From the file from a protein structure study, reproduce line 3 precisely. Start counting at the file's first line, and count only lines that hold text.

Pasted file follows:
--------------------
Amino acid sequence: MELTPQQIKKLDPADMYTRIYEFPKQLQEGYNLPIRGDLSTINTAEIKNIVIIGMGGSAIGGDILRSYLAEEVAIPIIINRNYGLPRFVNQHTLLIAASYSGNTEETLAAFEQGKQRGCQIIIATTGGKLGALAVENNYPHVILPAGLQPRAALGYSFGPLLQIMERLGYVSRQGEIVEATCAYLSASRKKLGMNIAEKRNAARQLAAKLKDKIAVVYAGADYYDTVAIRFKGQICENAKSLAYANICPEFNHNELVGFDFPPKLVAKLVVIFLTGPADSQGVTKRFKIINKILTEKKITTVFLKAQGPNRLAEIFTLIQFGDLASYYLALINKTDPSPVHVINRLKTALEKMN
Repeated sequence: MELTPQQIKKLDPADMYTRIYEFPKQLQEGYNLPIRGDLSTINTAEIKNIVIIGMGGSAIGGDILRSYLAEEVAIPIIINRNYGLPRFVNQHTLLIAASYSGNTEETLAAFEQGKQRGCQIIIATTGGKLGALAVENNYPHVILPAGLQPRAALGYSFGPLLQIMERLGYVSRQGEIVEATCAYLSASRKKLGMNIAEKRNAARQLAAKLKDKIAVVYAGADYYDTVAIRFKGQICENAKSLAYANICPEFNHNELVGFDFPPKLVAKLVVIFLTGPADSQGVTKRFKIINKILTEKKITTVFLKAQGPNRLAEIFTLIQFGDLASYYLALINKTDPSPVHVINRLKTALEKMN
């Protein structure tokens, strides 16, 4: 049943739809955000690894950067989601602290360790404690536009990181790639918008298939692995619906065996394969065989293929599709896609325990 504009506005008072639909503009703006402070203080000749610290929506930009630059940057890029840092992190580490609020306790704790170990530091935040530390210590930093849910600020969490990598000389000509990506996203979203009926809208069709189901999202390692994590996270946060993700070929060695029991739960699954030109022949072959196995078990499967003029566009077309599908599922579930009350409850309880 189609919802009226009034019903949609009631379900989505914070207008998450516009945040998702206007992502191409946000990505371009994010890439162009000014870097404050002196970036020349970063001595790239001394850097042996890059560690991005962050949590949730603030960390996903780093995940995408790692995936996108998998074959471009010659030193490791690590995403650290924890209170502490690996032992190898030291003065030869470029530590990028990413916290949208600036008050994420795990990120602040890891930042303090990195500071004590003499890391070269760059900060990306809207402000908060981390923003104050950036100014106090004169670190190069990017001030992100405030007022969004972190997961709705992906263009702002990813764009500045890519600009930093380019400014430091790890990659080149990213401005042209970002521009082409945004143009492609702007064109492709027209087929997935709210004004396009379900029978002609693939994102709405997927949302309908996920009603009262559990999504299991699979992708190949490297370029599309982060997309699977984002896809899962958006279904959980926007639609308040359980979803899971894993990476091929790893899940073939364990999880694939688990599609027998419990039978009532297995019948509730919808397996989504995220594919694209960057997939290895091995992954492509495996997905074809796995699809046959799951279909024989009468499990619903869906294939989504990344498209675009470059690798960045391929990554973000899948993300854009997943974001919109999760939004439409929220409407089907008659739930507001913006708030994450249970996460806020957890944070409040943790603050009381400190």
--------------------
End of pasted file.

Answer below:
């Protein structure tokens, strides 16, 4: 049943739809955000690894950067989601602290360790404690536009990181790639918008298939692995619906065996394969065989293929599709896609325990 504009506005008072639909503009703006402070203080000749610290929506930009630059940057890029840092992190580490609020306790704790170990530091935040530390210590930093849910600020969490990598000389000509990506996203979203009926809208069709189901999202390692994590996270946060993700070929060695029991739960699954030109022949072959196995078990499967003029566009077309599908599922579930009350409850309880 189609919802009226009034019903949609009631379900989505914070207008998450516009945040998702206007992502191409946000990505371009994010890439162009000014870097404050002196970036020349970063001595790239001394850097042996890059560690991005962050949590949730603030960390996903780093995940995408790692995936996108998998074959471009010659030193490791690590995403650290924890209170502490690996032992190898030291003065030869470029530590990028990413916290949208600036008050994420795990990120602040890891930042303090990195500071004590003499890391070269760059900060990306809207402000908060981390923003104050950036100014106090004169670190190069990017001030992100405030007022969004972190997961709705992906263009702002990813764009500045890519600009930093380019400014430091790890990659080149990213401005042209970002521009082409945004143009492609702007064109492709027209087929997935709210004004396009379900029978002609693939994102709405997927949302309908996920009603009262559990999504299991699979992708190949490297370029599309982060997309699977984002896809899962958006279904959980926007639609308040359980979803899971894993990476091929790893899940073939364990999880694939688990599609027998419990039978009532297995019948509730919808397996989504995220594919694209960057997939290895091995992954492509495996997905074809796995699809046959799951279909024989009468499990619903869906294939989504990344498209675009470059690798960045391929990554973000899948993300854009997943974001919109999760939004439409929220409407089907008659739930507001913006708030994450249970996460806020957890944070409040943790603050009381400190």